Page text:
Bears on Defense: Jennings Does it Again
At the snap, Fitzpatrick takes a five-step drop and looks to pass. LB Brian Urlacher blitzes up the middle, yet the rush is picked up well. Martin releases from the line and runs an eight-yard hitch. Fitzpatrick looks his way but sees the tight end is covered by Manning. At the same time, Johnson runs a five-yard hitch, then immediately takes off deep. Jennings bites on the hitch but is able to recover and trail just behind the receiver. Fitzpatrick lets fly a deep pass to Johnson. S Chris Harris comes over the top as the ball is in the air, yet it is underthrown and Jennings is able to tip the pass to himself and make the interception. He then returns the ball 39 yards, giving the Bears first down at the Buffalo 23-yard line.
The Bears used the ensuing field position to score the game-winning touchdown, making this the biggest defensive play of the game. This was a Cover-1 defense, with man coverage and one safety over the top. The corners both played up on the receivers, taking away the short pass. Jennings bit on the stop move, but he knew he had help deep. Because Fitzpatrick never looked left, Harris slid all the way across the field and would have been able to make a play on Johnson had the ball been on the mark. Additionally, Jennings was in a great trail position for the underthrown pass and made an outstanding interception. On top of that, he led the Bears in tackles and passes defensed in the game. It's safe to say former starting corner Zack Bowman is an afterthought at this point and that Jennings will be lined up across the field from Tillman for the foreseeable future.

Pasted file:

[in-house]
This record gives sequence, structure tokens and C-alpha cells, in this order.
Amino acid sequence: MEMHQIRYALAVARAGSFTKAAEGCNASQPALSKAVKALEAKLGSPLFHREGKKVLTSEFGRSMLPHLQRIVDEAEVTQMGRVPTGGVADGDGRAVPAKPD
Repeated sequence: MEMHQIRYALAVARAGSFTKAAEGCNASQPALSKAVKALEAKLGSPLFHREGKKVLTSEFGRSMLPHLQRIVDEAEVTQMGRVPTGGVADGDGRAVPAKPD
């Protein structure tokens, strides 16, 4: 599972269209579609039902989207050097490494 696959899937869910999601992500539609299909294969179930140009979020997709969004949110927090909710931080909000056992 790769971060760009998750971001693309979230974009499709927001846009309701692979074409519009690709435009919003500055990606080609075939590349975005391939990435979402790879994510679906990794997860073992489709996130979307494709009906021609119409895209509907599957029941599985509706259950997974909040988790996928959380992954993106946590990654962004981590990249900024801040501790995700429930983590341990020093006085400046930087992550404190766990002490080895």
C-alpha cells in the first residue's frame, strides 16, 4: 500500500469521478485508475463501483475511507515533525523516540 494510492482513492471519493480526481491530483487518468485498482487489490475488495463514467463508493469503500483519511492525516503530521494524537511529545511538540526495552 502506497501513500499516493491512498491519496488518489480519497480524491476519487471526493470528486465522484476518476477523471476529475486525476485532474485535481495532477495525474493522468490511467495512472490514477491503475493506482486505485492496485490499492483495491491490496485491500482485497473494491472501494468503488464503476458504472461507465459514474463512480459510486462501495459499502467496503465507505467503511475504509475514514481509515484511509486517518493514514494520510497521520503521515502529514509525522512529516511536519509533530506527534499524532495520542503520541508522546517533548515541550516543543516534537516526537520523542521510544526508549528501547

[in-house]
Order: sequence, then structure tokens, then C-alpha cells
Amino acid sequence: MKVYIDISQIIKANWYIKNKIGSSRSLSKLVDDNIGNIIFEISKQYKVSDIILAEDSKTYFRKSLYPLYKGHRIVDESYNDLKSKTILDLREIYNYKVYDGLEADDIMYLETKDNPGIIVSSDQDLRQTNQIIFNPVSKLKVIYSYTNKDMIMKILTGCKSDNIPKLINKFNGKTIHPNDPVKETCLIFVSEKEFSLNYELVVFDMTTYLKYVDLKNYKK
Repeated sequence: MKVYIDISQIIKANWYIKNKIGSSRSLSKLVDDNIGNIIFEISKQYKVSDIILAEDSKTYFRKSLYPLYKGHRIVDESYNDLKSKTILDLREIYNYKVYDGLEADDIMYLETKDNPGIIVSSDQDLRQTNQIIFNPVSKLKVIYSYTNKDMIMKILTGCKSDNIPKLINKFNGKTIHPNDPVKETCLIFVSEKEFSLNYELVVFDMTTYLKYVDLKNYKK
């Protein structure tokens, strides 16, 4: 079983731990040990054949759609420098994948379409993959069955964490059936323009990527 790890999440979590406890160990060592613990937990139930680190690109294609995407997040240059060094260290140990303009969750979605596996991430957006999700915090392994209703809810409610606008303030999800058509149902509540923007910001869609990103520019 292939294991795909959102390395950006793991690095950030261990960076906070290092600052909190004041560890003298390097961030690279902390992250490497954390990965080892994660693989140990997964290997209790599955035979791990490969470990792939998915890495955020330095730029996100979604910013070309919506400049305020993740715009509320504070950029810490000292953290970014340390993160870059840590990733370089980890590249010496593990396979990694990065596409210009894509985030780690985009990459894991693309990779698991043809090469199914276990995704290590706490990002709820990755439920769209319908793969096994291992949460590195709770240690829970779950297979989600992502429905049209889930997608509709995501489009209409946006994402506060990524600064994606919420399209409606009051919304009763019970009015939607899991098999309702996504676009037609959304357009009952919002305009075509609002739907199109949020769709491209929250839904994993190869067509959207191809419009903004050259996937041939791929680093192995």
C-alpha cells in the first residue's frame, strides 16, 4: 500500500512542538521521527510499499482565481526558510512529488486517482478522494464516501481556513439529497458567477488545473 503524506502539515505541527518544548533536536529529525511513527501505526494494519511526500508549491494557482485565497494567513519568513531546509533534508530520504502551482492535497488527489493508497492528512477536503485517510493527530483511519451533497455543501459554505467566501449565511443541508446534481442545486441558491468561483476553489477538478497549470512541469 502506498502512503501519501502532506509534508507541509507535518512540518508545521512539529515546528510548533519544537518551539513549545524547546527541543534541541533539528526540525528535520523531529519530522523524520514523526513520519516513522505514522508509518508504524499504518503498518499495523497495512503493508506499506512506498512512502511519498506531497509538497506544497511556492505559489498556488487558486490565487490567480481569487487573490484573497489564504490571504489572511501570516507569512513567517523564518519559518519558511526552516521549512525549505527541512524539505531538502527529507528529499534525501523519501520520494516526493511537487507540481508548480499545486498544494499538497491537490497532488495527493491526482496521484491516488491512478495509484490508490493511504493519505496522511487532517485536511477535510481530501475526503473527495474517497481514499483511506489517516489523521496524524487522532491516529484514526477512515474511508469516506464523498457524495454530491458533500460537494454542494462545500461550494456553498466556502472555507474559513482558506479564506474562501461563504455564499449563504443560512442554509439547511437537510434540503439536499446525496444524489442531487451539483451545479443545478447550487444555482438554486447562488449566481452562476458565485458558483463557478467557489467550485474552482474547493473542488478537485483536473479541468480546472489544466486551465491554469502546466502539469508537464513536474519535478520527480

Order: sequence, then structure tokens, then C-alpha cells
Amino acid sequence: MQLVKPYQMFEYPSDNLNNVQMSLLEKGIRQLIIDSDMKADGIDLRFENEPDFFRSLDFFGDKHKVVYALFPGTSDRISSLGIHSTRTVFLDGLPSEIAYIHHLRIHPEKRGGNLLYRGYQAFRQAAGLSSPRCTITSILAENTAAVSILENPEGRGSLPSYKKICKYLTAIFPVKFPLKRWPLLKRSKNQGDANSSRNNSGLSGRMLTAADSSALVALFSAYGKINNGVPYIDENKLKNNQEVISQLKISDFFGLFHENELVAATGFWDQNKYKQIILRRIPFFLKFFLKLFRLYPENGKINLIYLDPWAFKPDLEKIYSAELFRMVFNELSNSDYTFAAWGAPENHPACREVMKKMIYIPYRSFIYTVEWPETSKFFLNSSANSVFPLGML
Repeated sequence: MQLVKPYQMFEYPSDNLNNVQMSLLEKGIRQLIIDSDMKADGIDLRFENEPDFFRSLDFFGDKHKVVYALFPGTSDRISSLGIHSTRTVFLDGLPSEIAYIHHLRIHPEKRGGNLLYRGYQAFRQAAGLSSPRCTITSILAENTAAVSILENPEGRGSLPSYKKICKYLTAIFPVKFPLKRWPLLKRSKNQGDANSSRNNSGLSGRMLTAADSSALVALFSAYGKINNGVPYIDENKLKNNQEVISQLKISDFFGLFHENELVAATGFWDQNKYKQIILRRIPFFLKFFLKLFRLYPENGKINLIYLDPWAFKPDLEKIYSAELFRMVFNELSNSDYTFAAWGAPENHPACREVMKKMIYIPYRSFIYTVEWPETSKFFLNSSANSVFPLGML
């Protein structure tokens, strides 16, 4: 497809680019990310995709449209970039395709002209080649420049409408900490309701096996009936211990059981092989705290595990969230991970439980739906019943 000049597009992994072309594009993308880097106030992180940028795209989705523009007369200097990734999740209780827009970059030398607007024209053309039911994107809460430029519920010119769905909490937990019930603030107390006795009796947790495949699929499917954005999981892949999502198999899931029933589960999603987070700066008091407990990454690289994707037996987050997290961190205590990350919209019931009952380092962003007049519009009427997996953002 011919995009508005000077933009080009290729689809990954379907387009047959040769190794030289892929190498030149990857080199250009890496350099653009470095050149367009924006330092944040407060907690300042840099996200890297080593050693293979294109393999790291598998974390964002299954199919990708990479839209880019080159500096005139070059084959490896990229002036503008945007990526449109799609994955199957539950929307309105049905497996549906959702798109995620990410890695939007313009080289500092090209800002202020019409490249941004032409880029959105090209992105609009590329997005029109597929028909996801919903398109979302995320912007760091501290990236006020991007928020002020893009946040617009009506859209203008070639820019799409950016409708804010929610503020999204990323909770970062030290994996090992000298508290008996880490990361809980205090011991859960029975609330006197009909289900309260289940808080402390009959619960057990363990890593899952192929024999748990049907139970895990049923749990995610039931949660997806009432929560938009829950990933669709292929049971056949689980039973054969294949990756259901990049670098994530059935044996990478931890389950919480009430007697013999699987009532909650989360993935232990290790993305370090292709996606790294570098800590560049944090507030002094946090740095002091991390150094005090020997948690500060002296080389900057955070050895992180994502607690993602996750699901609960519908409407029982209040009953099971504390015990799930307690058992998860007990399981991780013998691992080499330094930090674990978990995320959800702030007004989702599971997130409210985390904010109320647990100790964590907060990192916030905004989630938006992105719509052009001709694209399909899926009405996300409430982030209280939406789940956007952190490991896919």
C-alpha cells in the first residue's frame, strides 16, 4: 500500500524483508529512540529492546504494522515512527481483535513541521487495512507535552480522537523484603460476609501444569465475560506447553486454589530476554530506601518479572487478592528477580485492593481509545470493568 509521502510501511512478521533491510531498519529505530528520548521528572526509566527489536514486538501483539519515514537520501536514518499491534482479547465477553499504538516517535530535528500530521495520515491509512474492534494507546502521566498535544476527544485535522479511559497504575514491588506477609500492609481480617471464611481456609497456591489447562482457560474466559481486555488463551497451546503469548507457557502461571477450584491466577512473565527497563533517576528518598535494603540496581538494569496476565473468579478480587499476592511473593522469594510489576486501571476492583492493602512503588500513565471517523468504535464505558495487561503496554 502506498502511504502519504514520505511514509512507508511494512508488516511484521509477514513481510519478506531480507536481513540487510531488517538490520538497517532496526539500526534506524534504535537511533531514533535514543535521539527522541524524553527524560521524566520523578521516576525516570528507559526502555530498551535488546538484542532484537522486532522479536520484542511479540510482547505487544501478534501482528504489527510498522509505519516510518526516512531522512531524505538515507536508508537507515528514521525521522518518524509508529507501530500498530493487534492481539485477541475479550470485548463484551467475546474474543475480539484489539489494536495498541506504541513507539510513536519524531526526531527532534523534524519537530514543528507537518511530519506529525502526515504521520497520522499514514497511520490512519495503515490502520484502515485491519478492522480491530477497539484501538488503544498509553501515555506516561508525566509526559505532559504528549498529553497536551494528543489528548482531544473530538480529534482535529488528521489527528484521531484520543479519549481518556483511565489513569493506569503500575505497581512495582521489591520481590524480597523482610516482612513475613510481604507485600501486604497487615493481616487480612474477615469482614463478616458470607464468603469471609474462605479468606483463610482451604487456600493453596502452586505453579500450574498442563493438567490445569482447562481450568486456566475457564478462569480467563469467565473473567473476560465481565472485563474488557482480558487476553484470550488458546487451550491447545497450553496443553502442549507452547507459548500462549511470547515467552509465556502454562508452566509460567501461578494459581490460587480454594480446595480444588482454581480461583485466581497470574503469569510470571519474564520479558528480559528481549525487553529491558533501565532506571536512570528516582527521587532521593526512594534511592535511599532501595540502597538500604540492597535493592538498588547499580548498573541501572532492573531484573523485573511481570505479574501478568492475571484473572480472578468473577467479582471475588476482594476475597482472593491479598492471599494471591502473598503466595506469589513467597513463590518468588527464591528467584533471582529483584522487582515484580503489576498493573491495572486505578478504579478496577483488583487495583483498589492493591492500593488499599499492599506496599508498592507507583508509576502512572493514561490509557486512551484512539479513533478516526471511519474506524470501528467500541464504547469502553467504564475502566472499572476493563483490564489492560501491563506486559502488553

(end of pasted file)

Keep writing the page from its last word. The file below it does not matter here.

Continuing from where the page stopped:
Bears on Offense: Forte's Jaunt
At the snap, Cutler turns and hands the ball to Forte running off-tackle left. The entire offensive line uses zone-blocking technique. C Olin Kreutz locks up DT Torell Troup. LG Chris Williams and LT Frank Omiyale double-team DE Dwan Edwards initially, then Williams scrapes off and heads for LB Reggie Torbor. Manumaleuna leads into the hole and seals off Troup, as well as LB Akin Ayodele. As Forte hits the hole, he uses a quick stutter step. This brings Edwards inside of Williams. Forte then cuts outside, just behind Williams, who is able to seal Edwards to the inside. Forte then breaks toward the sideline and scampers 22 yards to the Buffalo 4-yard line, leading to Chicago's second touchdown.
It's amazing what can happen when the five guys up front aren't being shifted around constantly. In zone blocking, it is crucial each lineman works together, or else the play has no chance. This can only happen when all five guys can get enough reps together on the practice field. On this play, the front five and Manumaleuna are in synch, leaving Forte a nice hole through which to run. The left side of the line was especially cohesive, with Williams and Omiyale able to decipher which defenders to block as the play developed. Yet what made the play work was Forte's cut at the line of scrimmage. He drew Edwards in, waited for the defender to move inside and then broke to the outside. Forte has always had the field vision and shiftiness to be top-notch runner. If this line can develop any sort of chemistry together, he could reach that potential.
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Jeremy Stoltz is the editor-in-chief of The Business Ledger, the business newspaper for suburban Chicago. He is a regular contributor to Bear Report and BearReport.com.
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